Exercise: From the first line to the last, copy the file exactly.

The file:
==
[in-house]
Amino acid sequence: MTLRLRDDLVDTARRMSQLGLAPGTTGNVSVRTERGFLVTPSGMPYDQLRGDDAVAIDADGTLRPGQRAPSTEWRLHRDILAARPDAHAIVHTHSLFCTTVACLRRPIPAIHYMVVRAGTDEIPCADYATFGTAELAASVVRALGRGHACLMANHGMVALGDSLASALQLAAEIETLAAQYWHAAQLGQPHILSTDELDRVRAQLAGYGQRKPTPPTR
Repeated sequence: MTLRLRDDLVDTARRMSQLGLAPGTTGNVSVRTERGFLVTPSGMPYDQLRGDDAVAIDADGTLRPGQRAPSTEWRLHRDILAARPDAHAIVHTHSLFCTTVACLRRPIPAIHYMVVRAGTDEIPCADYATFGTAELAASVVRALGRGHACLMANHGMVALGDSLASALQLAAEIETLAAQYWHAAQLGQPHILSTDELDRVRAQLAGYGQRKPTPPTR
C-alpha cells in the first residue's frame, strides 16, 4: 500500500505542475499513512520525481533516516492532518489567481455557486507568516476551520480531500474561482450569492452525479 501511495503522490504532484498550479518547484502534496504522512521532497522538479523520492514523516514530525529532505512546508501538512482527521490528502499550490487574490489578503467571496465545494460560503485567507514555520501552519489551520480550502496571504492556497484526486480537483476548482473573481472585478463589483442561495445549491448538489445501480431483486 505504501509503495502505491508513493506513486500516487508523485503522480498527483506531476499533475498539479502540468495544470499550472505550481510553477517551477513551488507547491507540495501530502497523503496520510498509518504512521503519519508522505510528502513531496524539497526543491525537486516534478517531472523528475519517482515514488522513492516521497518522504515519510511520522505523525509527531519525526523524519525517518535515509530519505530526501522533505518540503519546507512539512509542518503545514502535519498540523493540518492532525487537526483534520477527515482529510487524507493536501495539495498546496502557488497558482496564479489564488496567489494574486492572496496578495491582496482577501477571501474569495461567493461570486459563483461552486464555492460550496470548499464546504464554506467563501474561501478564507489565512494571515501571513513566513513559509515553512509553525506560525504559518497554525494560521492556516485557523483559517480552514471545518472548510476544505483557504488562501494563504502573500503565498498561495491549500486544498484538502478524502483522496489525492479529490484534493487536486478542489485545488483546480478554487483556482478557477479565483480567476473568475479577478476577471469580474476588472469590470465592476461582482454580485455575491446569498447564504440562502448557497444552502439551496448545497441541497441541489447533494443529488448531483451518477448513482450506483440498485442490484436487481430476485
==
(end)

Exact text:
[in-house]
Amino acid sequence: MTLRLRDDLVDTARRMSQLGLAPGTTGNVSVRTERGFLVTPSGMPYDQLRGDDAVAIDADGTLRPGQRAPSTEWRLHRDILAARPDAHAIVHTHSLFCTTVACLRRPIPAIHYMVVRAGTDEIPCADYATFGTAELAASVVRALGRGHACLMANHGMVALGDSLASALQLAAEIETLAAQYWHAAQLGQPHILSTDELDRVRAQLAGYGQRKPTPPTR
Repeated sequence: MTLRLRDDLVDTARRMSQLGLAPGTTGNVSVRTERGFLVTPSGMPYDQLRGDDAVAIDADGTLRPGQRAPSTEWRLHRDILAARPDAHAIVHTHSLFCTTVACLRRPIPAIHYMVVRAGTDEIPCADYATFGTAELAASVVRALGRGHACLMANHGMVALGDSLASALQLAAEIETLAAQYWHAAQLGQPHILSTDELDRVRAQLAGYGQRKPTPPTR
C-alpha cells in the first residue's frame, strides 16, 4: 500500500505542475499513512520525481533516516492532518489567481455557486507568516476551520480531500474561482450569492452525479 501511495503522490504532484498550479518547484502534496504522512521532497522538479523520492514523516514530525529532505512546508501538512482527521490528502499550490487574490489578503467571496465545494460560503485567507514555520501552519489551520480550502496571504492556497484526486480537483476548482473573481472585478463589483442561495445549491448538489445501480431483486 505504501509503495502505491508513493506513486500516487508523485503522480498527483506531476499533475498539479502540468495544470499550472505550481510553477517551477513551488507547491507540495501530502497523503496520510498509518504512521503519519508522505510528502513531496524539497526543491525537486516534478517531472523528475519517482515514488522513492516521497518522504515519510511520522505523525509527531519525526523524519525517518535515509530519505530526501522533505518540503519546507512539512509542518503545514502535519498540523493540518492532525487537526483534520477527515482529510487524507493536501495539495498546496502557488497558482496564479489564488496567489494574486492572496496578495491582496482577501477571501474569495461567493461570486459563483461552486464555492460550496470548499464546504464554506467563501474561501478564507489565512494571515501571513513566513513559509515553512509553525506560525504559518497554525494560521492556516485557523483559517480552514471545518472548510476544505483557504488562501494563504502573500503565498498561495491549500486544498484538502478524502483522496489525492479529490484534493487536486478542489485545488483546480478554487483556482478557477479565483480567476473568475479577478476577471469580474476588472469590470465592476461582482454580485455575491446569498447564504440562502448557497444552502439551496448545497441541497441541489447533494443529488448531483451518477448513482450506483440498485442490484436487481430476485